Common Questions

1.What is a food intolerance, what is a food allergy and what are the differences between these?

  • Food intolerances and food allergies are often confused by the public even though the severity of symptoms produced by each condition varies significantly.  Food intolerances do not involve the immune system and reactions compared to food allergies are less severe.
  • Food allergies are immune-mediated responses, also known as anaphylaxis and can exhibit be life-threatening symptoms.  Food intolerances are believed to affect up to 25% of the population whereas food allergies are far less common although Australia has one of the highest prevalence rates in the world.

Gastrolyzer

2.What are the symptoms of food allergies and intolerance?

  • Given that a food intolerance is really just an inability to digest a food, common symptoms are related to the gastrointestinal tract and include; bloating, irregular bowel habits, constipation/diarrhoea, nausea and stomach pains.  Some people may also experience other symptoms such as migraines/headaches, hives/itchiness and wheezing or a runny nose.  These symptoms do not involve the immune system and are generally not life threatening.  Symptoms can onset either immediately or many hours, even up to many days after consuming particular foods.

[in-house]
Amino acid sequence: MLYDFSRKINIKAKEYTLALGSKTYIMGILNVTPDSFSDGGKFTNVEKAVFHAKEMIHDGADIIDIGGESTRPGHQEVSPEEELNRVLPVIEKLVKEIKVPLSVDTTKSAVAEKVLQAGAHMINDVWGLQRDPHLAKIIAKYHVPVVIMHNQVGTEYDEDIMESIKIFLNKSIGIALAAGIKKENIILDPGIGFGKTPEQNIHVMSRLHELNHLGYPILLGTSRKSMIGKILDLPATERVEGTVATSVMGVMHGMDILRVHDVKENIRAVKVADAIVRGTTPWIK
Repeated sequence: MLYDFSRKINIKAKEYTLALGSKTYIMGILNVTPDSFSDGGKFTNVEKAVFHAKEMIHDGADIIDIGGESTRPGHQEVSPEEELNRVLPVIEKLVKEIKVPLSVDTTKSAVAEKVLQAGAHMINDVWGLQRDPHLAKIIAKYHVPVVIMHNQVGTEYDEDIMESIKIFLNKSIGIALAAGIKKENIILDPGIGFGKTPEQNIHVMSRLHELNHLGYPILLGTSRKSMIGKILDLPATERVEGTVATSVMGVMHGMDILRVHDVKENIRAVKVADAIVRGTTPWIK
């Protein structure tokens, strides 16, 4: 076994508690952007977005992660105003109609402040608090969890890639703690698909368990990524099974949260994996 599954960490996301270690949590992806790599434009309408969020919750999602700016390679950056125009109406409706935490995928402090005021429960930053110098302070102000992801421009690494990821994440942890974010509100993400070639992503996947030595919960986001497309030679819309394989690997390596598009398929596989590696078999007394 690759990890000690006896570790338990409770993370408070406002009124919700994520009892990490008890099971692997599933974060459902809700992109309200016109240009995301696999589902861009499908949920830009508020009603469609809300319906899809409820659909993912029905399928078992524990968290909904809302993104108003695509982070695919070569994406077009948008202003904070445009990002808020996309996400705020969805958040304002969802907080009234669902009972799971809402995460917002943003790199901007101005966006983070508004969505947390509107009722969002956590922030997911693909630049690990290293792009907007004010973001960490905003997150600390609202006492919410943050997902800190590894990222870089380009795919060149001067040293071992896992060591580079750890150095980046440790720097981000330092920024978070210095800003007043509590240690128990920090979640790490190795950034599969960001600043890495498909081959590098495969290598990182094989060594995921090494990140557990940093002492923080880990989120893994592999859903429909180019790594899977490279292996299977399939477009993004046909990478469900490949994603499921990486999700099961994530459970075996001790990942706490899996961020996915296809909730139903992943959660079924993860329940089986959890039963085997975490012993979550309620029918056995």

• Severe symptoms of a food allergy cause a life-threatening, whole body reaction known as anaphylaxis.   Anaphylactic attacks produce symptoms such as hives, swelling of the face, tongue and throat, plus difficulty breathing, vomiting and loss of consciousness.

3.What causes a food allergy and food intolerance?

The increasing incidence of food allergies and intolerance is concerning and currently there is no cure for food allergies and the only successful method to manage a food allergy or intolerance is to avoid the foods containing that allergen or food component.  The actual causes are unknown and speculation goes back as far as to the environment in utero during pregnancy including the mothers diet and exposure to allergens. 

There is even lots of research now around the benefits of breast feeding for preventing food allergies/intolerances as well as the timing of food/solids introduction to babies, especially the timing of introductions of common food allergens.

4.The most common food allergens include;

  • crustaceans
  • eggs
  • fish
  • milk
  • peanuts
  • soybeans
  • tree nuts
  • sesame seeds
  • gluten/wheat

5.The most common food intolerances include;